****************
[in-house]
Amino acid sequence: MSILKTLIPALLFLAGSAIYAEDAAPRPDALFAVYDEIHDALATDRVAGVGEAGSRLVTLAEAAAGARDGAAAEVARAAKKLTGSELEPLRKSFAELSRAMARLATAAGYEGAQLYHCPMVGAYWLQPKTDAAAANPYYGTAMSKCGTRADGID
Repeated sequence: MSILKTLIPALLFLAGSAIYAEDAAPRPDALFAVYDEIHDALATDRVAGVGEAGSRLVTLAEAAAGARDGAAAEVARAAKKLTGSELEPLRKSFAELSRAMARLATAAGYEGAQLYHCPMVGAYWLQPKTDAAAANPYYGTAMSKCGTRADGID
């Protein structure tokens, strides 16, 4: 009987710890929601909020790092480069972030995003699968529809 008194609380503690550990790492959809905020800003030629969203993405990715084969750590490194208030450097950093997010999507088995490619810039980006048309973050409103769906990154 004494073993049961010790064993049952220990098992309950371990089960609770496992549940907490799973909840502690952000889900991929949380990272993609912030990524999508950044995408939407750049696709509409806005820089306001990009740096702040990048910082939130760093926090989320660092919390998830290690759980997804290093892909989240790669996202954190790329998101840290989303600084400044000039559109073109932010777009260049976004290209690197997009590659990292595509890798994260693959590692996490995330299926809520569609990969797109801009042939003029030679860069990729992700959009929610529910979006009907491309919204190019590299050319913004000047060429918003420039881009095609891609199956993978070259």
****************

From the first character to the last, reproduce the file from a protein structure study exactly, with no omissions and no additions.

[in-house]
Amino acid sequence: MSILKTLIPALLFLAGSAIYAEDAAPRPDALFAVYDEIHDALATDRVAGVGEAGSRLVTLAEAAAGARDGAAAEVARAAKKLTGSELEPLRKSFAELSRAMARLATAAGYEGAQLYHCPMVGAYWLQPKTDAAAANPYYGTAMSKCGTRADGID
Repeated sequence: MSILKTLIPALLFLAGSAIYAEDAAPRPDALFAVYDEIHDALATDRVAGVGEAGSRLVTLAEAAAGARDGAAAEVARAAKKLTGSELEPLRKSFAELSRAMARLATAAGYEGAQLYHCPMVGAYWLQPKTDAAAANPYYGTAMSKCGTRADGID
């Protein structure tokens, strides 16, 4: 009987710890929601909020790092480069972030995003699968529809 008194609380503690550990790492959809905020800003030629969203993405990715084969750590490194208030450097950093997010999507088995490619810039980006048309973050409103769906990154 004494073993049961010790064993049952220990098992309950371990089960609770496992549940907490799973909840502690952000889900991929949380990272993609912030990524999508950044995408939407750049696709509409806005820089306001990009740096702040990048910082939130760093926090989320660092919390998830290690759980997804290093892909989240790669996202954190790329998101840290989303600084400044000039559109073109932010777009260049976004290209690197997009590659990292595509890798994260693959590692996490995330299926809520569609990969797109801009042939003029030679860069990729992700959009929610529910979006009907491309919204190019590299050319913004000047060429918003420039881009095609891609199956993978070259």